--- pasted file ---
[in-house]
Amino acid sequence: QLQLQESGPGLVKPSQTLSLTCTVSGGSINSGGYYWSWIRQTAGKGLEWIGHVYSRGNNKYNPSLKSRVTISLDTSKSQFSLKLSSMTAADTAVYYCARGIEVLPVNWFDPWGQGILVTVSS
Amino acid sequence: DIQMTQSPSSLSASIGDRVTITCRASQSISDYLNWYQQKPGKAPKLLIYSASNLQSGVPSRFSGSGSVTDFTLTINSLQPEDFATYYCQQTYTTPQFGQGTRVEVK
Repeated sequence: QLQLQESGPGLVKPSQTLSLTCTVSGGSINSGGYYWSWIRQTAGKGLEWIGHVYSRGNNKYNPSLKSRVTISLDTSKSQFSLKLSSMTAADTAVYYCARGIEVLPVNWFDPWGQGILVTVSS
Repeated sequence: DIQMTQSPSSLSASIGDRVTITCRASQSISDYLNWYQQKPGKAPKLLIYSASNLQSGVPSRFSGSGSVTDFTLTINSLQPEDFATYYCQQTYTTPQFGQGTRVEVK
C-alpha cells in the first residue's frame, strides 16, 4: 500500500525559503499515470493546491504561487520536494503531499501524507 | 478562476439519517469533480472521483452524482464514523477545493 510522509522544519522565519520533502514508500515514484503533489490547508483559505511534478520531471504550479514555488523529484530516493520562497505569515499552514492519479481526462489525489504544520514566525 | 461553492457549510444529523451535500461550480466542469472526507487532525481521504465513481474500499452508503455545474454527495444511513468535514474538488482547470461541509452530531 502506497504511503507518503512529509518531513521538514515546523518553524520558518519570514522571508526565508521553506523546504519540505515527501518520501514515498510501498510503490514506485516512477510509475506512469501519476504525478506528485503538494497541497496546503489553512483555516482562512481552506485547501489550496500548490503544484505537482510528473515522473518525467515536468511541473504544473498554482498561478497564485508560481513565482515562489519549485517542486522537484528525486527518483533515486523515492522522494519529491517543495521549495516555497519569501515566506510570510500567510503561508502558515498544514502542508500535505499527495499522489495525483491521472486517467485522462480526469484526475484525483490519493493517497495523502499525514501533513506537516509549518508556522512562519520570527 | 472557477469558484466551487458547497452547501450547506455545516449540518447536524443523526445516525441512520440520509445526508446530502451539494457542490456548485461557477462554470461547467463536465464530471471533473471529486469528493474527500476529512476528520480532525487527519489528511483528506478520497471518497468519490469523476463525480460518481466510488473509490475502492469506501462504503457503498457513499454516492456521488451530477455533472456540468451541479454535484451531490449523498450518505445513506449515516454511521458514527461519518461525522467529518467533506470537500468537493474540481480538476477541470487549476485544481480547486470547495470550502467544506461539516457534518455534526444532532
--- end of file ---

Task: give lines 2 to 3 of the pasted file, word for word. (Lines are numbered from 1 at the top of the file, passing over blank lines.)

Amino acid sequence: QLQLQESGPGLVKPSQTLSLTCTVSGGSINSGGYYWSWIRQTAGKGLEWIGHVYSRGNNKYNPSLKSRVTISLDTSKSQFSLKLSSMTAADTAVYYCARGIEVLPVNWFDPWGQGILVTVSS
Amino acid sequence: DIQMTQSPSSLSASIGDRVTITCRASQSISDYLNWYQQKPGKAPKLLIYSASNLQSGVPSRFSGSGSVTDFTLTINSLQPEDFATYYCQQTYTTPQFGQGTRVEVK